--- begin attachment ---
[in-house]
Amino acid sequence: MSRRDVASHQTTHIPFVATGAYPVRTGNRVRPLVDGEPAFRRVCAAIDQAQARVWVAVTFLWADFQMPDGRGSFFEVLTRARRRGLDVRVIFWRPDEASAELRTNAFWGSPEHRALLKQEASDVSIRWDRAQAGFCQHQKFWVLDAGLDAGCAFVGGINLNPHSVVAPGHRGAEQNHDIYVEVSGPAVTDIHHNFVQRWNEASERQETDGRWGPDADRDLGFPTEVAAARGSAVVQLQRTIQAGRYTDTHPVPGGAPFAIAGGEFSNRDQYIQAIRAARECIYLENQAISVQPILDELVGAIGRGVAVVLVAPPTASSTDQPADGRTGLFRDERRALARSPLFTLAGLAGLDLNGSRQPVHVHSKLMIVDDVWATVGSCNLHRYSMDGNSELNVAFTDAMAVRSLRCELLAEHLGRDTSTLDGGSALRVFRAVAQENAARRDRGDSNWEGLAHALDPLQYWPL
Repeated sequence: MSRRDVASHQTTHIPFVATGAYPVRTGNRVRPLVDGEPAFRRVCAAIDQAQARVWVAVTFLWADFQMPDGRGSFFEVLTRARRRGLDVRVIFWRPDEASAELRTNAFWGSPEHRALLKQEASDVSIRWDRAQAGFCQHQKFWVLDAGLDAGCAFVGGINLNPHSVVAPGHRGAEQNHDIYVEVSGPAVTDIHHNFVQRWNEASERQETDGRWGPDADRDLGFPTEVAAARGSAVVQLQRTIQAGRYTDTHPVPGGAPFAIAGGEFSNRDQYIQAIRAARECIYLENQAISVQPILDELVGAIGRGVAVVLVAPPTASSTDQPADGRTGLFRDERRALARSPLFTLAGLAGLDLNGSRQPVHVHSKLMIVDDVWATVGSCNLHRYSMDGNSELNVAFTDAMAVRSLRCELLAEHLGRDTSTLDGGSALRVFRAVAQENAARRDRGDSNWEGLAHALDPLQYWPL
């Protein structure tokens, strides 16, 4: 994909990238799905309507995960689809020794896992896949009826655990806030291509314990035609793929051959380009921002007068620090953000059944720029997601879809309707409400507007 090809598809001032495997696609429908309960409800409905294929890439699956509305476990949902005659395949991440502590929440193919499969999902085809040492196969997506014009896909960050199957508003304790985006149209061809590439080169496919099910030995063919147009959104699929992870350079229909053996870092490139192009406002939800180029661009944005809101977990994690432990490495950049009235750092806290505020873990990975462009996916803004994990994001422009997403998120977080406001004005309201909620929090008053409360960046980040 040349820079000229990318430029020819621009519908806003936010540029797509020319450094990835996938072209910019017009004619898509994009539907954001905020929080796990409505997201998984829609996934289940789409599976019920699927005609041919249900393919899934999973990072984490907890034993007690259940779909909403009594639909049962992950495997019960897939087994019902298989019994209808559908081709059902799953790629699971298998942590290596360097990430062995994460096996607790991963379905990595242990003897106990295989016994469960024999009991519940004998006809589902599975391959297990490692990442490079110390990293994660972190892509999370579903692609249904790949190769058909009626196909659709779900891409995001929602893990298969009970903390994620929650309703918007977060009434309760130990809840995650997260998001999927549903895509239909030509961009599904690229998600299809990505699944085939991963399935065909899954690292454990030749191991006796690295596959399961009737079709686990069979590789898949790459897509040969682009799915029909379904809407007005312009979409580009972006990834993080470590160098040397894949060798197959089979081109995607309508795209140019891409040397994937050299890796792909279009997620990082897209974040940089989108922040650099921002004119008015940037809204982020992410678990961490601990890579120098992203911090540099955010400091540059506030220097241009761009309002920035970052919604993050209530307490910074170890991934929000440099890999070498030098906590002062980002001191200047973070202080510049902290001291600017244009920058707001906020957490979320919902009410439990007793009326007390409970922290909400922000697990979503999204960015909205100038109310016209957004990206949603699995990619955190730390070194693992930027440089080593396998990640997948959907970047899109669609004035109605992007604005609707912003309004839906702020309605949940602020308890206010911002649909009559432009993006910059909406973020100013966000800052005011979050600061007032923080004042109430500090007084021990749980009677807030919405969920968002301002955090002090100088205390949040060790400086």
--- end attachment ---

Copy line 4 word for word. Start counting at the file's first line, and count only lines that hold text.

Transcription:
């Protein structure tokens, strides 16, 4: 994909990238799905309507995960689809020794896992896949009826655990806030291509314990035609793929051959380009921002007068620090953000059944720029997601879809309707409400507007 090809598809001032495997696609429908309960409800409905294929890439699956509305476990949902005659395949991440502590929440193919499969999902085809040492196969997506014009896909960050199957508003304790985006149209061809590439080169496919099910030995063919147009959104699929992870350079229909053996870092490139192009406002939800180029661009944005809101977990994690432990490495950049009235750092806290505020873990990975462009996916803004994990994001422009997403998120977080406001004005309201909620929090008053409360960046980040 040349820079000229990318430029020819621009519908806003936010540029797509020319450094990835996938072209910019017009004619898509994009539907954001905020929080796990409505997201998984829609996934289940789409599976019920699927005609041919249900393919899934999973990072984490907890034993007690259940779909909403009594639909049962992950495997019960897939087994019902298989019994209808559908081709059902799953790629699971298998942590290596360097990430062995994460096996607790991963379905990595242990003897106990295989016994469960024999009991519940004998006809589902599975391959297990490692990442490079110390990293994660972190892509999370579903692609249904790949190769058909009626196909659709779900891409995001929602893990298969009970903390994620929650309703918007977060009434309760130990809840995650997260998001999927549903895509239909030509961009599904690229998600299809990505699944085939991963399935065909899954690292454990030749191991006796690295596959399961009737079709686990069979590789898949790459897509040969682009799915029909379904809407007005312009979409580009972006990834993080470590160098040397894949060798197959089979081109995607309508795209140019891409040397994937050299890796792909279009997620990082897209974040940089989108922040650099921002004119008015940037809204982020992410678990961490601990890579120098992203911090540099955010400091540059506030220097241009761009309002920035970052919604993050209530307490910074170890991934929000440099890999070498030098906590002062980002001191200047973070202080510049902290001291600017244009920058707001906020957490979320919902009410439990007793009326007390409970922290909400922000697990979503999204960015909205100038109310016209957004990206949603699995990619955190730390070194693992930027440089080593396998990640997948959907970047899109669609004035109605992007604005609707912003309004839906702020309605949940602020308890206010911002649909009559432009993006910059909406973020100013966000800052005011979050600061007032923080004042109430500090007084021990749980009677807030919405969920968002301002955090002090100088205390949040060790400086």